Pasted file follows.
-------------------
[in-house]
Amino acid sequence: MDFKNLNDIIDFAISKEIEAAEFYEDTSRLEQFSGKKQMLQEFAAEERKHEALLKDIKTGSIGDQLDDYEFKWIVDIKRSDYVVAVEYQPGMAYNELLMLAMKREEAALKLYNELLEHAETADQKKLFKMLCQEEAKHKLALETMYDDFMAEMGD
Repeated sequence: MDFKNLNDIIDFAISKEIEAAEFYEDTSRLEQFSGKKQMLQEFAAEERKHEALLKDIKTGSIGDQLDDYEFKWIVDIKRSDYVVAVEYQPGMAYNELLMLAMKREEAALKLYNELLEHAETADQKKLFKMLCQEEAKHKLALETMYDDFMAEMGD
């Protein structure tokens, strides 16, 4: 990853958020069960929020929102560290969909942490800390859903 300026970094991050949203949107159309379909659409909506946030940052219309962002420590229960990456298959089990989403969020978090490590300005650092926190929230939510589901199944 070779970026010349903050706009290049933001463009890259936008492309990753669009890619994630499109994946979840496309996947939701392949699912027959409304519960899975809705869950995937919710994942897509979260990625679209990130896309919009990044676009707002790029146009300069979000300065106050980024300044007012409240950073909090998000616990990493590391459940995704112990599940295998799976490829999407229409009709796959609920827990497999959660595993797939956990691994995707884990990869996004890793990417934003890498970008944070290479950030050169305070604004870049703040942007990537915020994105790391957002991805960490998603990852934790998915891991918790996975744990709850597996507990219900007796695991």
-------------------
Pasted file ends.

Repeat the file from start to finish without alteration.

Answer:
[in-house]
Amino acid sequence: MDFKNLNDIIDFAISKEIEAAEFYEDTSRLEQFSGKKQMLQEFAAEERKHEALLKDIKTGSIGDQLDDYEFKWIVDIKRSDYVVAVEYQPGMAYNELLMLAMKREEAALKLYNELLEHAETADQKKLFKMLCQEEAKHKLALETMYDDFMAEMGD
Repeated sequence: MDFKNLNDIIDFAISKEIEAAEFYEDTSRLEQFSGKKQMLQEFAAEERKHEALLKDIKTGSIGDQLDDYEFKWIVDIKRSDYVVAVEYQPGMAYNELLMLAMKREEAALKLYNELLEHAETADQKKLFKMLCQEEAKHKLALETMYDDFMAEMGD
């Protein structure tokens, strides 16, 4: 990853958020069960929020929102560290969909942490800390859903 300026970094991050949203949107159309379909659409909506946030940052219309962002420590229960990456298959089990989403969020978090490590300005650092926190929230939510589901199944 070779970026010349903050706009290049933001463009890259936008492309990753669009890619994630499109994946979840496309996947939701392949699912027959409304519960899975809705869950995937919710994942897509979260990625679209990130896309919009990044676009707002790029146009300069979000300065106050980024300044007012409240950073909090998000616990990493590391459940995704112990599940295998799976490829999407229409009709796959609920827990497999959660595993797939956990691994995707884990990869996004890793990417934003890498970008944070290479950030050169305070604004870049703040942007990537915020994105790391957002991805960490998603990852934790998915891991918790996975744990709850597996507990219900007796695991």